This player could be the key to the Detroit Pistons rotation

The Detroit Pistons huddle before the game against the Orlando Magic (Photo by Nic Antaya/Getty Images)
The Detroit Pistons huddle before the game against the Orlando Magic (Photo by Nic Antaya/Getty Images) /

The Detroit Pistons have gone quiet this offseason as they wait around for their chance to pounce on the right deal.

The trade demands of Damian Lillard and James Harden have put the league at standstill as teams wait to see how this shakes out and how they can get involved.

As of right now, it appears the Pistons only have a few locks for the rotation and the rest of the minutes will be earned in training camp and the preseason. With an abundance of centers and guards, this will make for some stiff competition, but could also lead to some players outside their optimal positions.

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If you had to name the Pistons’ biggest need right now, it would probably be for a power forward who can shoot and defend. But do they already have the guy on the team?

Detroit Pistons: Isaiah Livers could be key to unbalanced rotation

The Detroit Pistons could definitely use another forward who is versatile defensively and can knock down three point shots, two things you could say about Isaiah Livers.

While Livers is not a lockdown defender, he’s a good team defender who usually makes the right decisions and can defend either forward spot depending on matchups. Livers’ 3-point shooting dipped to just 36.5 percent last season after hitting 42.2 percent his rookie season, but he was battling injuries that forced him in an out of the lineup last season and never allowed him to find a rhythm in the offense.

So obviously staying healthy is the biggest challenge for Livers, as he has shown throughout his career that he can defend and shoot the 3-ball.

This is crucial because the Detroit Pistons are currently trying to pigeonhole Isaiah Stewart and James Wiseman or Marvin Bagley III into the power forward spot. Stewart will likely start, leaving one of Wiseman or Bagley III, two players who do not have a history of hitting 3-point shots, as the backup power forward.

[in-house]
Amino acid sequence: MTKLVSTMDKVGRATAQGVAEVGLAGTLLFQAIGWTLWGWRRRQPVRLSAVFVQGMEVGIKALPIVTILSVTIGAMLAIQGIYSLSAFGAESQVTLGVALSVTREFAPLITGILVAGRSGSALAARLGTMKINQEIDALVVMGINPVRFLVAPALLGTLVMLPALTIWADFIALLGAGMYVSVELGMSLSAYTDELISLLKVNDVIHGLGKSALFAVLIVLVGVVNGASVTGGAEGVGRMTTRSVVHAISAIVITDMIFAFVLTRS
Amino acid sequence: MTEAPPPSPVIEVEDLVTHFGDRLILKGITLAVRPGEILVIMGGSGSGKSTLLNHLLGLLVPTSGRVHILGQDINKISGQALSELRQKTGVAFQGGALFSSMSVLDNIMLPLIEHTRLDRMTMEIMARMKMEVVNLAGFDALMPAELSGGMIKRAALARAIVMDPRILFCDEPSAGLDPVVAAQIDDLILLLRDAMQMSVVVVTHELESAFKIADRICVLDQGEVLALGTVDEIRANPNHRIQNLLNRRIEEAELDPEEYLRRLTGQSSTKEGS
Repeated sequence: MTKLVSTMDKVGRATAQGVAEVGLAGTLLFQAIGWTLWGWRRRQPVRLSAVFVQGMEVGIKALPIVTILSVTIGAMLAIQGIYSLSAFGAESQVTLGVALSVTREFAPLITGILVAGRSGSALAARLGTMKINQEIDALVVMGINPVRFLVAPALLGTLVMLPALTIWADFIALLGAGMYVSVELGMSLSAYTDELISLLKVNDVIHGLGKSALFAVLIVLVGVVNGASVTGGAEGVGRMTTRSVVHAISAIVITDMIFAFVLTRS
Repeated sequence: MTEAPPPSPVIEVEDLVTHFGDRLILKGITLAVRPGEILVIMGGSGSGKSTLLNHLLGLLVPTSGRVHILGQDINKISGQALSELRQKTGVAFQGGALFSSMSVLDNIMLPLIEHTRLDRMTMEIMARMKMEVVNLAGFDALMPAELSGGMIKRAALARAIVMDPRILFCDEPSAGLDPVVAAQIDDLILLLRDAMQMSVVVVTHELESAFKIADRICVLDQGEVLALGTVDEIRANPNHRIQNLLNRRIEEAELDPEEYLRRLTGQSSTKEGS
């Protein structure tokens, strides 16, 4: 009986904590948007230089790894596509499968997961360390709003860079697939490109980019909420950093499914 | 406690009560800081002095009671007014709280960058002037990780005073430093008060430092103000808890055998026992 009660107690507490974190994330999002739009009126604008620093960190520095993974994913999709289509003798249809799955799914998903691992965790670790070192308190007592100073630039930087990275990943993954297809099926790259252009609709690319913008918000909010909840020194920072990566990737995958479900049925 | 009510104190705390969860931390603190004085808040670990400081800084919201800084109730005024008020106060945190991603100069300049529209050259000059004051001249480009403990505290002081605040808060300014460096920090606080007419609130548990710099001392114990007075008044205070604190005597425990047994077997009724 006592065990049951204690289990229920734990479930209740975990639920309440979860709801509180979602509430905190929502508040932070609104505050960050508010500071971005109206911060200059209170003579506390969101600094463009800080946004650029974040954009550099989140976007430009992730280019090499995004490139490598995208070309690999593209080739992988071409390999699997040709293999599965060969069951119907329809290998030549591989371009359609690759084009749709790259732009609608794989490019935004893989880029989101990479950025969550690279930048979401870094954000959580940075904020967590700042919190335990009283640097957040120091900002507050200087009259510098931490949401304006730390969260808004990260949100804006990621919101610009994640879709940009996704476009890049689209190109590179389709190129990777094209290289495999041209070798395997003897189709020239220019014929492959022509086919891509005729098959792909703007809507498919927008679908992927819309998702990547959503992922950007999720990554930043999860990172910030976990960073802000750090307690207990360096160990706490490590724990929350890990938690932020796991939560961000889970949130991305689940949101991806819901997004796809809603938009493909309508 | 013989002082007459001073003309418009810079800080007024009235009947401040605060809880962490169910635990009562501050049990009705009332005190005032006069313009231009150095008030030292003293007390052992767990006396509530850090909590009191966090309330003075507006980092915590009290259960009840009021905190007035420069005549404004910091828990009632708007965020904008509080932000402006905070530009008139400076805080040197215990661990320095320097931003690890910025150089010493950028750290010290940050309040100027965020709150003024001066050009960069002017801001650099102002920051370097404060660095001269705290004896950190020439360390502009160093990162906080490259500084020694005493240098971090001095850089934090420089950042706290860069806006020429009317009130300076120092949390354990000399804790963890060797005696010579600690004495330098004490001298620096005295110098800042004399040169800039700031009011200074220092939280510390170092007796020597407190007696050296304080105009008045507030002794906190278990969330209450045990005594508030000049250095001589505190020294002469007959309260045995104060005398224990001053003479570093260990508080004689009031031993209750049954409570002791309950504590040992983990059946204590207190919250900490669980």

The two-big experiment was a flop last season and there isn’t much reason to believe it will fair any better in the future. For it to work, it would take two of the three bigs named above to become at least league average 3-point shooters. I can buy Stewart, but count me very skeptical about Wiseman and Bagley III.

If Livers can stay healthy and play well, he could be the backup forward behind Stewart, which would give the Pistons much better shooting and spacing in the second unit. Consider the difference one player makes in these two lineups:

  • Monte Morris
  • Alec Burks
  • Ausar Thompson
  • Isaiah Livers
  • James Wiseman

This group has three shooters, a lob threat and a playmaker/cutter in Thompson, which is a good balance offensively. On the defensive end they have two players who can defend multiple spots in Thompson and Livers, and a theoretical rim protector (Wiseman) behind them.

If you switch Livers out for Bagley III, it changes both those dynamics, as now the Pistons would have three non-shooters on the floor and two guys who cannot defend on the perimeter.

The answer to the Pistons’ logjam at center may already be on the roster, as Livers could allow Detroit to always have shooting on the floor and for their centers to play their natural positions.

Of course, it is possible that Detroit will start Ausar Thompson at the wing and Bojan Bogdanovic at the four, which would still present issues for the second unit, which would have two bigs who are not proven shooters. Being able to mix in Livers should allow Monty Williams to use players in the correct roles.

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